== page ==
Monday, May 26, 2014

Tiny Houses and Fat People






People suckered by this stuff, don't realize it is the doing of Agenda 21 and elites who will still want 1500 dollars a month for your "green" micro-apartment. The biggest place I have ever lived in as an adult is 830 square feet and my other apartments and rented rooms were far smaller. At least 6 years of my life, I lived in one room or two rooms. It's amusing to me to watch liberals "sell" downgraded lifestyles. Surely the elite in their tens of thousand square feet mega-mansions are laughing at the riff-raff. Shacks are now in vogue. Unlike the last depression where people glued on newsprint on to their shack walls, now they are "saving the planet" to build their new home out of shipping and milk crates.


 

One thing I think about, what about being fat in one of those places? Half of those "homes" I wouldn't fit through the door, or in their mini-kitchens. Not all of us have the mobility to climb up 10 feet to a sleeping loft. Already the hallways of my apartments are too small, I have to walk sideways to get through my bathroom already. My wheelchair and walker get banged up just going around the corner, so they want us living in even smaller places? As much as these folks glamorize small house living, I've been involuntarily downscaled the majority of my life. The living off the grid part is a positive, and some other attributes--no mortgage, but the tiny house movement is suspect to me, also for us fat people, we definitely are not going to be living lives of quality squashed into a house the size of a trash dumpster.

14 comments:

  1. Was it PT Barnum that said there's a sucker born every minute? Last year I think the fad was to have cellulite sucked out of their rear ends and injected in their lips was it not?

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  2. The "green" thing sure is a marketing scam. Moi-ha-ha-ha-ha! Let's unload these puny shacks under the disguise of social consciousness. You know what else is a "green" micro-apartment? A recycled cardboard box in a city park.

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    1. It is a scam. The elites want to own and control more of the world's resources and telling people they must be managed to "save" the environment is working well for them. The social consciousness in the field we know is a joke as they give far less expecting more. LOL about a cardboard box being "green", you made me crack up with that one.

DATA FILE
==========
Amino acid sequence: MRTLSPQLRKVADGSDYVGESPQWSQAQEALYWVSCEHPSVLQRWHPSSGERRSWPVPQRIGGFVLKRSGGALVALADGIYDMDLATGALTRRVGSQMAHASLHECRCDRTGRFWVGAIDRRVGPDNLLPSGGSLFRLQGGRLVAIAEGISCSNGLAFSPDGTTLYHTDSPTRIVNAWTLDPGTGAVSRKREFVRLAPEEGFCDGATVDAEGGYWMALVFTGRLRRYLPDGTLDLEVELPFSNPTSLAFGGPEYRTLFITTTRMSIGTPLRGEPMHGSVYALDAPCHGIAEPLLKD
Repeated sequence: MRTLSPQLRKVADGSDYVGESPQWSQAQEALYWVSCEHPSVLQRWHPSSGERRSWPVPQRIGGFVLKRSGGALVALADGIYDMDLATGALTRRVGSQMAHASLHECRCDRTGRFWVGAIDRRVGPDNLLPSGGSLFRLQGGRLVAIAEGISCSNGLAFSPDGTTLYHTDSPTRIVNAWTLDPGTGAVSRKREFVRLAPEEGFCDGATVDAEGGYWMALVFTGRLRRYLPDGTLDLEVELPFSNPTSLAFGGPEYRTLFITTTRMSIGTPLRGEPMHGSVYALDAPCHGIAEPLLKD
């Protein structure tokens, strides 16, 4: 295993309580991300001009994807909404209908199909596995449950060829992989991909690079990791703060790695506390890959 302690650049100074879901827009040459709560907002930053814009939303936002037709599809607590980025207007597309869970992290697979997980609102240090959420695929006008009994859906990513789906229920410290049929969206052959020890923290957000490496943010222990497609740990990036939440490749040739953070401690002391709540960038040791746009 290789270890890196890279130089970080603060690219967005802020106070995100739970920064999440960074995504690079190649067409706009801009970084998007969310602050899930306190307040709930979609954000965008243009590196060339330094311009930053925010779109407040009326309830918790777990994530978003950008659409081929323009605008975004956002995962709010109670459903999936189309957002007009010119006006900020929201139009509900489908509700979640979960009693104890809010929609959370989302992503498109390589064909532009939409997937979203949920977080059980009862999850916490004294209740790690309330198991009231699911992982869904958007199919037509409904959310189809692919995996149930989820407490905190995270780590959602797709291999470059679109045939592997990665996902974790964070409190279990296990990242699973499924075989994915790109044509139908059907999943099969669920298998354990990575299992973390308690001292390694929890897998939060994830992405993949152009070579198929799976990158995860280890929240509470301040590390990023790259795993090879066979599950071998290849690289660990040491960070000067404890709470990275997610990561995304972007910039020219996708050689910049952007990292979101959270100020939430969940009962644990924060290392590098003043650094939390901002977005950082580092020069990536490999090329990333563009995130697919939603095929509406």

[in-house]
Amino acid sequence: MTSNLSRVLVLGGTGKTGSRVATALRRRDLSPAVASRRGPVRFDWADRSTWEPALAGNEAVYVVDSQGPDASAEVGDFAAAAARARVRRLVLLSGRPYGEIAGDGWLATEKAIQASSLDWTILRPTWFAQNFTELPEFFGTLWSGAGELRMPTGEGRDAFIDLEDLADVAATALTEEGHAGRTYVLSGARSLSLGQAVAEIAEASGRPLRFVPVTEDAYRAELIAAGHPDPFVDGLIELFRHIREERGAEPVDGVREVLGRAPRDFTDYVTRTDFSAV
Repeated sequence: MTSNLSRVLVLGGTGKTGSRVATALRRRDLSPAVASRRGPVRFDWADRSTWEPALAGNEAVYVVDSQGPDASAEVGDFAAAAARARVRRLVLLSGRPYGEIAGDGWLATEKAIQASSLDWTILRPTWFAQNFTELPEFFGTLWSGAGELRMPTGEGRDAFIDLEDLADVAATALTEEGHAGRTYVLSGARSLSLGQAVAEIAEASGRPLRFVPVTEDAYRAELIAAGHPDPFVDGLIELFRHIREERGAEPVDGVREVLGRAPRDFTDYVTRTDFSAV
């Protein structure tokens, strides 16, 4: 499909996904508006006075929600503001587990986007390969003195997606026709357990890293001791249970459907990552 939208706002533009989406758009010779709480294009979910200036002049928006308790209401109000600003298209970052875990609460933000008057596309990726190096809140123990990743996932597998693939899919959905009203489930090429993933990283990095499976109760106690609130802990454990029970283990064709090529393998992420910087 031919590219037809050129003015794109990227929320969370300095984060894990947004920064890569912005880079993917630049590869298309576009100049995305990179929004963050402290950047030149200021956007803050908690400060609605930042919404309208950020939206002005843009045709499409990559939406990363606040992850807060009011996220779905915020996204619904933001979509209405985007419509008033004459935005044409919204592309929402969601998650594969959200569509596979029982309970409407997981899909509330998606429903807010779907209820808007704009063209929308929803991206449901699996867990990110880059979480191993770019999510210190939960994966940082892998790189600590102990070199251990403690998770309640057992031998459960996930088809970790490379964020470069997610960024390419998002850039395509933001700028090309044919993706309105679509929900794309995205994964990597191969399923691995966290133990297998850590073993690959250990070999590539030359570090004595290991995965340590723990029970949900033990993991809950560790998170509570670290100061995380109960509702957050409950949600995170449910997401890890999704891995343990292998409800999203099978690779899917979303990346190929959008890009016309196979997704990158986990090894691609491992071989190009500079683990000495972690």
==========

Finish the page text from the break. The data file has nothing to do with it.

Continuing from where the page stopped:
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    2. I've lived in a cardboard box. For about 2 weeks in early spring. I've been inside a few of these tiny homes. They are well insulated, with electricity, running water, satellite tv and appliances/furniture and are sometimes mobile, like RVs. They are not anything like a cardboard box.

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    3. It's true they are an upgraded cardboard box for the rich.

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  3. I purchased a condo over 10 years ago, that I no longer own, but that little 600 square foot box is now worth close to triple I paid. In that time minimum wage has increased 50 cents. In the 2 years I have had my current apartment, it has gone up $800 a year. When I asked my landlord about my second increase, he said this one is ONLY $30 a month. The jerk raised my rent to the max allowable each year and the first year I lived without heat and had to take him to court. A cardboard box is looking better everyday.

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    1. I know isn't it interesting how wages are remaining stagnant while housing skyrockets? Soon they will price everyone out of having a home. For all the people who say the market adjusts itself, well all these little tiny house people are working against that aren't they? The poor can just go live in their little coffins. I saw some guy building these things that were maybe 2 feet bigger then coffins for homeless people to "live" in, no thanks. Wow that is some big rent increases. We have 30-50 dollar increases, I do get scared of getting priced out of here, of course the money coming in never goes up. Disability is worth less and less with inflation. And they refused any cost of living increases for 3 years. I would not pay rent in place without heat. Praying neither of us end up in a cardboard box. I know where the homeless shelter is in town, the worse most dangerous area and when I have driven by it 1/8th of it got burned out.

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  4. I noted this "Small Home" movement awhile ago and knew even if I could afford one or wanted to be "eco-conscious" it wouldn't work for me either. And it's a fad, a niche market much like the "Gnome" type houses I've seen. Cute, but not practical for me either.